Yet these sorts of relationship are not unique to the Star Trek universe. If a standard family unit is called a nuclear family, then the Connor family can only be described as apocalyptic. In Terminator: The Sarah Connor Chronicles, John Connor's father Kyle Reese had been sent back in time from the future by him to protect his mother Sarah, and had died before he was born. John knows he will one day meet his father and will have to send Kyle back in time to die, or otherwise he will never be born. John lives with an adopted 'sister' Cameron, in reality a reprogrammed Terminator killing machine disguised as a human, as well as his uncle, Derek Reese, who had also come back from the future in order to find his brother. John, however, is lucky compared to another character in the series that he met once or twice. Young Savannah Weaver's real mother died long ago and was replaced by a Terminator in disguise.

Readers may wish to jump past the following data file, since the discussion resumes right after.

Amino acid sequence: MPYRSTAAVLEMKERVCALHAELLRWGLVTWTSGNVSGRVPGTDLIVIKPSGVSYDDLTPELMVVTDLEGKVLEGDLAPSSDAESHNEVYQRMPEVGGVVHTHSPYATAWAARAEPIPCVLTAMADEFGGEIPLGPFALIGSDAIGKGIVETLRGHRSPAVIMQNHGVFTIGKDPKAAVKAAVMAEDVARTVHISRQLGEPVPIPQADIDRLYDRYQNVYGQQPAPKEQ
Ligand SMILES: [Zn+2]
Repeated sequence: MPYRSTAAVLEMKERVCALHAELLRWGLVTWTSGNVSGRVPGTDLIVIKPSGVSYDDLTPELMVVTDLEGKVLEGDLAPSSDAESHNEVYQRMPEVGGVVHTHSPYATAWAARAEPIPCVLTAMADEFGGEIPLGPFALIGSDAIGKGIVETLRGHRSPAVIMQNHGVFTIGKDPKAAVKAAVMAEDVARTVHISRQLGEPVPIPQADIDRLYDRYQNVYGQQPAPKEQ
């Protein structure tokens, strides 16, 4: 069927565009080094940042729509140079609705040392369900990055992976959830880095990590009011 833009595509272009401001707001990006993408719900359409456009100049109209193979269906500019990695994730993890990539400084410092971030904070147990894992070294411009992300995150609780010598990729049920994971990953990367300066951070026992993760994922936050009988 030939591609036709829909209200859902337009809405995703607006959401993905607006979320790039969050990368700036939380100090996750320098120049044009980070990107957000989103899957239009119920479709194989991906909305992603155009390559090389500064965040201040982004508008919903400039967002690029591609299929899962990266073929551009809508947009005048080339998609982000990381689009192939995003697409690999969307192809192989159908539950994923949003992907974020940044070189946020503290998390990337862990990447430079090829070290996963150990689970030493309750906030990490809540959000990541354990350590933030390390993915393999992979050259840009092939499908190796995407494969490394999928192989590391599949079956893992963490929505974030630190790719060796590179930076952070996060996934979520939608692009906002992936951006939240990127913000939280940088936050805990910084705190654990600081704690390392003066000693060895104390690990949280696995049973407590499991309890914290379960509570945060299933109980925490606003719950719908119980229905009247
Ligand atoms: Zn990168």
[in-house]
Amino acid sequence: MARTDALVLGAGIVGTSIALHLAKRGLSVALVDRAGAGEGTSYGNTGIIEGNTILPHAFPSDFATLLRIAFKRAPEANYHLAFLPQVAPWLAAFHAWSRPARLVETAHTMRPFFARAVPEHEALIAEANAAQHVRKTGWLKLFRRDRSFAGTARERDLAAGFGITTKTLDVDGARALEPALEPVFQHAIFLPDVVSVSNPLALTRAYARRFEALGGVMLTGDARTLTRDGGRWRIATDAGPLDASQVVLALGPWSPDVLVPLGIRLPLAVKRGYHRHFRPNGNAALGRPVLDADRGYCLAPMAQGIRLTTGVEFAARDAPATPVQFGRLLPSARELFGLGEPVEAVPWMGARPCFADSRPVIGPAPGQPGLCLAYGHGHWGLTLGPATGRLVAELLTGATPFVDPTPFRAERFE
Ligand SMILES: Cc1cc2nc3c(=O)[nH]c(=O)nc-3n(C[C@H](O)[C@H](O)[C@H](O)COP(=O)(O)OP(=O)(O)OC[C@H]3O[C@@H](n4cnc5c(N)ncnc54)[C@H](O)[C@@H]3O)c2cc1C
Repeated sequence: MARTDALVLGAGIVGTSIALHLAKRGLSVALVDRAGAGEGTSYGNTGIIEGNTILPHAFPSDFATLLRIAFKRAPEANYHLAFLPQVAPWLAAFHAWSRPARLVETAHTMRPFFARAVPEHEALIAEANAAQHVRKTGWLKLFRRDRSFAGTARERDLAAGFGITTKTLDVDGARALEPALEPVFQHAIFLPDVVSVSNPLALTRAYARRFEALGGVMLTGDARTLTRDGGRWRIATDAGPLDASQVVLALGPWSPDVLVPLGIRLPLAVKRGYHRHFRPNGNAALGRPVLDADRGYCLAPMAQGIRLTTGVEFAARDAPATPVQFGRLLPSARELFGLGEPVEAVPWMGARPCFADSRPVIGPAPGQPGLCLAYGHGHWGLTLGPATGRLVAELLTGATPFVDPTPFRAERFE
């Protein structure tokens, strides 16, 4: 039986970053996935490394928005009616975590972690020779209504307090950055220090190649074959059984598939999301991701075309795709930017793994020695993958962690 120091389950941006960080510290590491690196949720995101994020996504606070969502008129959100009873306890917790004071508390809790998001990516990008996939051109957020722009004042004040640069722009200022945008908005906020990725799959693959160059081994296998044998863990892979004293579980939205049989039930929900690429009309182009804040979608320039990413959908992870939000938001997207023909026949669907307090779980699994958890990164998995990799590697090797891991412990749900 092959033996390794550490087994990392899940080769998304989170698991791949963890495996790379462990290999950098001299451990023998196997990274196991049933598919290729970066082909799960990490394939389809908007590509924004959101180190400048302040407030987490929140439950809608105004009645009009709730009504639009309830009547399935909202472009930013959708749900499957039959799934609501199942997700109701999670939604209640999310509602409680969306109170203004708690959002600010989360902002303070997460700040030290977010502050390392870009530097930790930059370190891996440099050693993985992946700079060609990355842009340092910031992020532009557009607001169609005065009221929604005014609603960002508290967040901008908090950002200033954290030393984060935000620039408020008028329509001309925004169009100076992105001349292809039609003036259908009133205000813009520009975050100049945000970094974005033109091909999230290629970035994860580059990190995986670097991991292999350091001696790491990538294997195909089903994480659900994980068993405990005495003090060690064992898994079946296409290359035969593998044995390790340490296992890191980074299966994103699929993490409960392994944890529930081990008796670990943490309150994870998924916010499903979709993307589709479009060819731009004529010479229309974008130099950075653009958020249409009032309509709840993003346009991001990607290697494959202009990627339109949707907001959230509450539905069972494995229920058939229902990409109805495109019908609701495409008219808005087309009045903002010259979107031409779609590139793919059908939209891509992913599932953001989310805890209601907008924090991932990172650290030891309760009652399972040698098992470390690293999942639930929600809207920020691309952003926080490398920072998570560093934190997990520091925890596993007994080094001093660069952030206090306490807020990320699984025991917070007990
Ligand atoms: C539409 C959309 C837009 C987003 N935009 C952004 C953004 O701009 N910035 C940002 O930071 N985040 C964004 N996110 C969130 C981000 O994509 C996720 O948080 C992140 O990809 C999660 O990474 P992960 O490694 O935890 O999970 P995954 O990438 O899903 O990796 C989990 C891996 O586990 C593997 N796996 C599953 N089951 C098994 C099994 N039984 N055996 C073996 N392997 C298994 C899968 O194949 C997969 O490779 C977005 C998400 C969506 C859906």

He Ain't Heavy, He's My Brother
Despite all the rivalry, siblings sometimes share a bond that no-one else can understand. In Firefly Simon Tam abandons his promising career as a young doctor and risks everything for the sake of his often unhinged sister River Tam. In the Battlestar Galactica remake, the death of Apollo's brother Zak leads to an insurmountable rift with his father Adama.
The bond is no less strong even when it is non-existent. In Star Trek Pavel Chekov never had a brother, but that doesn't stop him from being brainwashed into believing he had one called Piotr by the Beta XII-A Entity in 'Day of the Dove'. Similarly the bond stretches across sentient machines, too. In Andromeda episode 'The Mathematics of Tears', the Andromeda Ascendant's sistership the Pax Magellanic is mad, the realisation of which causes Andromeda3 emotional pain.
In conclusion: no matter what, your family will always be there for you and you should always be there for your family. Except of course for your granddaughter – feel free to follow in the footsteps of the Doctor and abandon her on a post-apocalyptic planet, promising:
One day I shall come back. Yes, I shall come back. Until then, there must be no regrets, no tears, no anxieties. Just go forward in all your beliefs, and prove to me that I am not mistaken in mine.
... and then just not bother to return.